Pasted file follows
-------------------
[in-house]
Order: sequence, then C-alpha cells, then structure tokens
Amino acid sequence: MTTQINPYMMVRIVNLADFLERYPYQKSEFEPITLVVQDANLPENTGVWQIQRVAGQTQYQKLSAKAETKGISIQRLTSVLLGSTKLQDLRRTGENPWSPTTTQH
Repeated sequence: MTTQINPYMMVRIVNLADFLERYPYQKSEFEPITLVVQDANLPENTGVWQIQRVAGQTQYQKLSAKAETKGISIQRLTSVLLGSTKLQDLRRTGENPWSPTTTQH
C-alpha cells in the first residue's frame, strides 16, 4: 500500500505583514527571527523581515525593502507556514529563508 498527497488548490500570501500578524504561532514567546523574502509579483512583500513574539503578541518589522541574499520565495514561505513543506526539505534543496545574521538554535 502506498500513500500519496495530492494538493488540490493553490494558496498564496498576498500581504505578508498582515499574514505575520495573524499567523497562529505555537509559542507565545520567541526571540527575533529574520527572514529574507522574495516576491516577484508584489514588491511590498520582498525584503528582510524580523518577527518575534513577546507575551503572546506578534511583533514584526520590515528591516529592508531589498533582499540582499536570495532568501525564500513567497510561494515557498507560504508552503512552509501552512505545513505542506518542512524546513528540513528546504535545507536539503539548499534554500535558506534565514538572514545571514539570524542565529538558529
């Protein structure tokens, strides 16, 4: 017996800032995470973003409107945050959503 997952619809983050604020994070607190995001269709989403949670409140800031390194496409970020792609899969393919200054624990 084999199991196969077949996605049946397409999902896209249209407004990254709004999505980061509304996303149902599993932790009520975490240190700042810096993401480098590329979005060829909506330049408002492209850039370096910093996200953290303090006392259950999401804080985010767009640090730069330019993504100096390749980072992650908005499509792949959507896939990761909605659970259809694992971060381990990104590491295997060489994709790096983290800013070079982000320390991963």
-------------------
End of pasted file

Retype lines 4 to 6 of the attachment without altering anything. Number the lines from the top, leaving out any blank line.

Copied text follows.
Repeated sequence: MTTQINPYMMVRIVNLADFLERYPYQKSEFEPITLVVQDANLPENTGVWQIQRVAGQTQYQKLSAKAETKGISIQRLTSVLLGSTKLQDLRRTGENPWSPTTTQH
C-alpha cells in the first residue's frame, strides 16, 4: 500500500505583514527571527523581515525593502507556514529563508 498527497488548490500570501500578524504561532514567546523574502509579483512583500513574539503578541518589522541574499520565495514561505513543506526539505534543496545574521538554535 502506498500513500500519496495530492494538493488540490493553490494558496498564496498576498500581504505578508498582515499574514505575520495573524499567523497562529505555537509559542507565545520567541526571540527575533529574520527572514529574507522574495516576491516577484508584489514588491511590498520582498525584503528582510524580523518577527518575534513577546507575551503572546506578534511583533514584526520590515528591516529592508531589498533582499540582499536570495532568501525564500513567497510561494515557498507560504508552503512552509501552512505545513505542506518542512524546513528540513528546504535545507536539503539548499534554500535558506534565514538572514545571514539570524542565529538558529
């Protein structure tokens, strides 16, 4: 017996800032995470973003409107945050959503 997952619809983050604020994070607190995001269709989403949670409140800031390194496409970020792609899969393919200054624990 084999199991196969077949996605049946397409999902896209249209407004990254709004999505980061509304996303149902599993932790009520975490240190700042810096993401480098590329979005060829909506330049408002492209850039370096910093996200953290303090006392259950999401804080985010767009640090730069330019993504100096390749980072992650908005499509792949959507896939990761909605659970259809694992971060381990990104590491295997060489994709790096983290800013070079982000320390991963």